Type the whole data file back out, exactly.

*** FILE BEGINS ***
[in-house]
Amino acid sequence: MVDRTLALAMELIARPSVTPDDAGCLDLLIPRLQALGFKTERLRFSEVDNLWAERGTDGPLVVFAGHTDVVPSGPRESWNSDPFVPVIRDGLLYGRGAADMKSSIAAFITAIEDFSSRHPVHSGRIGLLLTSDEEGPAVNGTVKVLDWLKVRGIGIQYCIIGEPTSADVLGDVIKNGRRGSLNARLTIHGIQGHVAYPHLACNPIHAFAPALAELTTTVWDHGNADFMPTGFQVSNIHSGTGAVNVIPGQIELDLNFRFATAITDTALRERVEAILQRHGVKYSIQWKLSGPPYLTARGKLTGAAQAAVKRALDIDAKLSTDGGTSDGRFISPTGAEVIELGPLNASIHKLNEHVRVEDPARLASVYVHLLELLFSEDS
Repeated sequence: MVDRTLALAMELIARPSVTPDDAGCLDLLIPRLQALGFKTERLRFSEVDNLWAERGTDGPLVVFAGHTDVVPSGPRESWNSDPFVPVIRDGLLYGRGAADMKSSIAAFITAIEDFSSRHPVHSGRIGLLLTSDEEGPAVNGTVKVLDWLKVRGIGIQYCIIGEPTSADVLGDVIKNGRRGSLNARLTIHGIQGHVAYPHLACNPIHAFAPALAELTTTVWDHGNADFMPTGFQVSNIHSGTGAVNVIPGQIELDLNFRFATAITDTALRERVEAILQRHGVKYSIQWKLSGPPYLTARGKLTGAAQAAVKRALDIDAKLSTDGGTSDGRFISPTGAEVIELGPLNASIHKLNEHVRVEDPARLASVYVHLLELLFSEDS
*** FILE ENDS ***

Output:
[in-house]
Amino acid sequence: MVDRTLALAMELIARPSVTPDDAGCLDLLIPRLQALGFKTERLRFSEVDNLWAERGTDGPLVVFAGHTDVVPSGPRESWNSDPFVPVIRDGLLYGRGAADMKSSIAAFITAIEDFSSRHPVHSGRIGLLLTSDEEGPAVNGTVKVLDWLKVRGIGIQYCIIGEPTSADVLGDVIKNGRRGSLNARLTIHGIQGHVAYPHLACNPIHAFAPALAELTTTVWDHGNADFMPTGFQVSNIHSGTGAVNVIPGQIELDLNFRFATAITDTALRERVEAILQRHGVKYSIQWKLSGPPYLTARGKLTGAAQAAVKRALDIDAKLSTDGGTSDGRFISPTGAEVIELGPLNASIHKLNEHVRVEDPARLASVYVHLLELLFSEDS
Repeated sequence: MVDRTLALAMELIARPSVTPDDAGCLDLLIPRLQALGFKTERLRFSEVDNLWAERGTDGPLVVFAGHTDVVPSGPRESWNSDPFVPVIRDGLLYGRGAADMKSSIAAFITAIEDFSSRHPVHSGRIGLLLTSDEEGPAVNGTVKVLDWLKVRGIGIQYCIIGEPTSADVLGDVIKNGRRGSLNARLTIHGIQGHVAYPHLACNPIHAFAPALAELTTTVWDHGNADFMPTGFQVSNIHSGTGAVNVIPGQIELDLNFRFATAITDTALRERVEAILQRHGVKYSIQWKLSGPPYLTARGKLTGAAQAAVKRALDIDAKLSTDGGTSDGRFISPTGAEVIELGPLNASIHKLNEHVRVEDPARLASVYVHLLELLFSEDS